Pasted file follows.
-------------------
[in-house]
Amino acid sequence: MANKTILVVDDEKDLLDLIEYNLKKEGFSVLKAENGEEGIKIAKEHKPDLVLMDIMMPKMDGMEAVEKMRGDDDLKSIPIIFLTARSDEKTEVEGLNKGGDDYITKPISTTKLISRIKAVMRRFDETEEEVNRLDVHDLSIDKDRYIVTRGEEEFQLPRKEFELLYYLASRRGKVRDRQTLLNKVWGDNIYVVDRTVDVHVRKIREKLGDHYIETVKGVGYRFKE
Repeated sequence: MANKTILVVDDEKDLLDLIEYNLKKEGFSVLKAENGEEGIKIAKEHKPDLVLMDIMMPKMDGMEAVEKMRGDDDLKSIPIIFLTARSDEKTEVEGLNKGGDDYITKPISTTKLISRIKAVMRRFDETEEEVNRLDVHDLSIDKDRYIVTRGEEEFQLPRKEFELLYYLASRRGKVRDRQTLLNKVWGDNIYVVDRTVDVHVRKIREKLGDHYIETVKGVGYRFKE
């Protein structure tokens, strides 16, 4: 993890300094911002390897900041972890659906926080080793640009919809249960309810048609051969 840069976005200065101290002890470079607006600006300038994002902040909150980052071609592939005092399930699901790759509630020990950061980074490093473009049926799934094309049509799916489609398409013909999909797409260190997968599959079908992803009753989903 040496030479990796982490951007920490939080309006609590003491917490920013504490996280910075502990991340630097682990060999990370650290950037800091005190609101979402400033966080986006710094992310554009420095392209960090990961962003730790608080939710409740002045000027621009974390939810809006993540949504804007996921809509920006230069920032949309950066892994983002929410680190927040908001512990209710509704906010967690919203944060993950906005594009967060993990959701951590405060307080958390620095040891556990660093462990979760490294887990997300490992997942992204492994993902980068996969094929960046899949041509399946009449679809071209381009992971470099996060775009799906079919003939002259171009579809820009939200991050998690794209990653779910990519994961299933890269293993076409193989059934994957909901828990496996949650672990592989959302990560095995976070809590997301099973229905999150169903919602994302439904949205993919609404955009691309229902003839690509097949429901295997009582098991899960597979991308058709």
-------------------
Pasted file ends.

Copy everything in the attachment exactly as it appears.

[in-house]
Amino acid sequence: MANKTILVVDDEKDLLDLIEYNLKKEGFSVLKAENGEEGIKIAKEHKPDLVLMDIMMPKMDGMEAVEKMRGDDDLKSIPIIFLTARSDEKTEVEGLNKGGDDYITKPISTTKLISRIKAVMRRFDETEEEVNRLDVHDLSIDKDRYIVTRGEEEFQLPRKEFELLYYLASRRGKVRDRQTLLNKVWGDNIYVVDRTVDVHVRKIREKLGDHYIETVKGVGYRFKE
Repeated sequence: MANKTILVVDDEKDLLDLIEYNLKKEGFSVLKAENGEEGIKIAKEHKPDLVLMDIMMPKMDGMEAVEKMRGDDDLKSIPIIFLTARSDEKTEVEGLNKGGDDYITKPISTTKLISRIKAVMRRFDETEEEVNRLDVHDLSIDKDRYIVTRGEEEFQLPRKEFELLYYLASRRGKVRDRQTLLNKVWGDNIYVVDRTVDVHVRKIREKLGDHYIETVKGVGYRFKE
């Protein structure tokens, strides 16, 4: 993890300094911002390897900041972890659906926080080793640009919809249960309810048609051969 840069976005200065101290002890470079607006600006300038994002902040909150980052071609592939005092399930699901790759509630020990950061980074490093473009049926799934094309049509799916489609398409013909999909797409260190997968599959079908992803009753989903 040496030479990796982490951007920490939080309006609590003491917490920013504490996280910075502990991340630097682990060999990370650290950037800091005190609101979402400033966080986006710094992310554009420095392209960090990961962003730790608080939710409740002045000027621009974390939810809006993540949504804007996921809509920006230069920032949309950066892994983002929410680190927040908001512990209710509704906010967690919203944060993950906005594009967060993990959701951590405060307080958390620095040891556990660093462990979760490294887990997300490992997942992204492994993902980068996969094929960046899949041509399946009449679809071209381009992971470099996060775009799906079919003939002259171009579809820009939200991050998690794209990653779910990519994961299933890269293993076409193989059934994957909901828990496996949650672990592989959302990560095995976070809590997301099973229905999150169903919602994302439904949205993919609404955009691309229902003839690509097949429901295997009582098991899960597979991308058709």